6) A prop balancer. Cause you need to know. There are many cheapies which I think are fine. I paid about $40 for a Dubro (think that's how it is spelled) that has high acclaims. I think the cheap ones are easier to use though.

    7) Transmitter and receiver. The transmitter is what goes in your hands to control it, the receiver goes on the machine to send what your telling it with your hands to the flight controller. There are $3000 transmitters and $20 transmitters. Do your self a favor, get a Frsky Taranis Transmitter for between $200 and $250, and an X8R receiver for between $30 and $50. This transmitter and receiver both give the $3000 units a run for their money. I have never come close to using all the functionality, but there are many customizations for both flight controller and gimbal I have taken advantage of through the transmitter.

    8 GIMBAL (WHAT'S THAT WORD AGAIN? MONORAIL...Er GIMBAL!!) This is where you absolutely want to listen to me unless you want to put a dslr on the machine in which case your talking an 800mm plus frame, or unless you want to spend months dialing in a device. GET A TINY2 Gimbal. This is the best no stress gimbal on this planet for the gopro size camera's. I do recommend eventually getting an alexmos and storm32 based gimbal too, but if you start with either unit, you are going to end up with allot of throw away footage, and likely a dead gimbal, and actually a very likely DOA gimbal. That being said my first TINY2 had issues I didn't realize were there.. and that is because even though my first unit was faulty (which is very rare with this gimbal) The majority of the footage was still very very impressive. My second unit which I still use is flawless. The only down side to this gimbal is it's limited proprietary Firmware. It is supposedly based on Alexmos, but almost all customizations are not available. HOWEVER. Because it is out of the box so good, and because you listened to be and got the FRSky Taranis and X8R receiver, you are going to be able to still customize some important things like panning/pitch speed, as well as center position, ie you can tilt the gimbal slightly down to avoid props in the frame.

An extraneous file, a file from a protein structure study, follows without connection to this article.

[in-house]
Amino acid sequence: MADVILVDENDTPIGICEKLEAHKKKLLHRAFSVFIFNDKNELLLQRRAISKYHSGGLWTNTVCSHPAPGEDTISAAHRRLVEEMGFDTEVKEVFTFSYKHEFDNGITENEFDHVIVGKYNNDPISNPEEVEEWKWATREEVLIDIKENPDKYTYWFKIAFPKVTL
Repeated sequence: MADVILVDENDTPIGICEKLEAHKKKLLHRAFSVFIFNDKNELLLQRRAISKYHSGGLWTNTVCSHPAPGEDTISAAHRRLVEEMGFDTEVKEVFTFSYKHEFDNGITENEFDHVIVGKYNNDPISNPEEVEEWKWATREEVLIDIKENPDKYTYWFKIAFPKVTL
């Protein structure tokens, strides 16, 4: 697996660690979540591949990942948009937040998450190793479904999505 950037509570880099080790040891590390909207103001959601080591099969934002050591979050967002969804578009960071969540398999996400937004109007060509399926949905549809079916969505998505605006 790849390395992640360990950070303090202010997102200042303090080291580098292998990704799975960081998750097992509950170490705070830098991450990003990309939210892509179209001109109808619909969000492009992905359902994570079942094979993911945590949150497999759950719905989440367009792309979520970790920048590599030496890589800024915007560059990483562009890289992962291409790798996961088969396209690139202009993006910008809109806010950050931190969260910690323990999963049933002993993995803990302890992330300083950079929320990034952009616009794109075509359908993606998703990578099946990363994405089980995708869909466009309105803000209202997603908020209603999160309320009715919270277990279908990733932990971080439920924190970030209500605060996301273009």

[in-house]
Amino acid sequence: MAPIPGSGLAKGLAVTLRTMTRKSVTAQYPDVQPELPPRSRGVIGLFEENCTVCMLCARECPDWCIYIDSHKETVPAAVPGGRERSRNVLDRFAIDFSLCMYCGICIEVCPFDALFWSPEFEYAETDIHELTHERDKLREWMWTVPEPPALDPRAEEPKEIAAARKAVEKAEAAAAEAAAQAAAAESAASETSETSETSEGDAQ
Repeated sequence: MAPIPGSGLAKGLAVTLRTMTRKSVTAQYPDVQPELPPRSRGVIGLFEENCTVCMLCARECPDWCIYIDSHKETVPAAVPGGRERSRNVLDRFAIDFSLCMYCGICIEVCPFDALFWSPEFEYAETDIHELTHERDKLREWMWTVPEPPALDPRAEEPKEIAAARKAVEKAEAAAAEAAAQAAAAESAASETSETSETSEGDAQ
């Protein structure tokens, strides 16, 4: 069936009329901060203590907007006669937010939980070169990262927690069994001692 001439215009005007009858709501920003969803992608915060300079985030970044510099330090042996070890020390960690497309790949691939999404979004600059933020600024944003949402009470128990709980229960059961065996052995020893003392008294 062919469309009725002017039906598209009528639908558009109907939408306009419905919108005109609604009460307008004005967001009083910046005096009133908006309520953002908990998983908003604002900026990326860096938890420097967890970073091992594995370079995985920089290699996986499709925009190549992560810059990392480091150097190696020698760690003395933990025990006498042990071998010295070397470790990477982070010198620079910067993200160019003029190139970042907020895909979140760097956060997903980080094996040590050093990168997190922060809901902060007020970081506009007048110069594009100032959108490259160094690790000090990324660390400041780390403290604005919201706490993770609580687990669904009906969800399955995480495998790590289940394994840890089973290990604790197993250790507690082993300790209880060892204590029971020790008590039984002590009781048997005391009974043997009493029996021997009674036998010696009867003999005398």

9) OSD (On screen display). Eagle Tree Vector comes with this build in and it is the best OSD period. Both other units you will need to spend btween $10 and $30 for an OSD, this gives you vital info on voltage, gps signal, distance of machine from pilot, direction, and the list goes on